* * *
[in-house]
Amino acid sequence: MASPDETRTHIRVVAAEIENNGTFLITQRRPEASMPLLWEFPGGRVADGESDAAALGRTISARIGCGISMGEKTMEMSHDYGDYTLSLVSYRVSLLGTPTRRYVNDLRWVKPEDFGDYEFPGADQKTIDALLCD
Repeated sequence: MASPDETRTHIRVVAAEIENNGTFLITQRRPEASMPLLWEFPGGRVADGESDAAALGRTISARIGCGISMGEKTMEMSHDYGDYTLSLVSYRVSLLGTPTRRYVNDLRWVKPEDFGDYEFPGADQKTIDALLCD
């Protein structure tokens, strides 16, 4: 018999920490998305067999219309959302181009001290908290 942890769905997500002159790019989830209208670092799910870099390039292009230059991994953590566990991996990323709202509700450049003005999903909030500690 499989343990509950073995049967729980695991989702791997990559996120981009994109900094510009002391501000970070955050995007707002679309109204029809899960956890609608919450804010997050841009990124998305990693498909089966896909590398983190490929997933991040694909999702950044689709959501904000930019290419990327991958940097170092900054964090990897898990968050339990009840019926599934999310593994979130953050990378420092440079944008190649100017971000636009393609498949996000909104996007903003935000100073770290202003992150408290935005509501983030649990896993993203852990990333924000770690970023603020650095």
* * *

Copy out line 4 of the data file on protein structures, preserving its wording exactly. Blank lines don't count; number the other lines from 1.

């Protein structure tokens, strides 16, 4: 018999920490998305067999219309959302181009001290908290 942890769905997500002159790019989830209208670092799910870099390039292009230059991994953590566990991996990323709202509700450049003005999903909030500690 499989343990509950073995049967729980695991989702791997990559996120981009994109900094510009002391501000970070955050995007707002679309109204029809899960956890609608919450804010997050841009990124998305990693498909089966896909590398983190490929997933991040694909999702950044689709959501904000930019290419990327991958940097170092900054964090990897898990968050339990009840019926599934999310593994979130953050990378420092440079944008190649100017971000636009393609498949996000909104996007903003935000100073770290202003992150408290935005509501983030649990896993993203852990990333924000770690970023603020650095």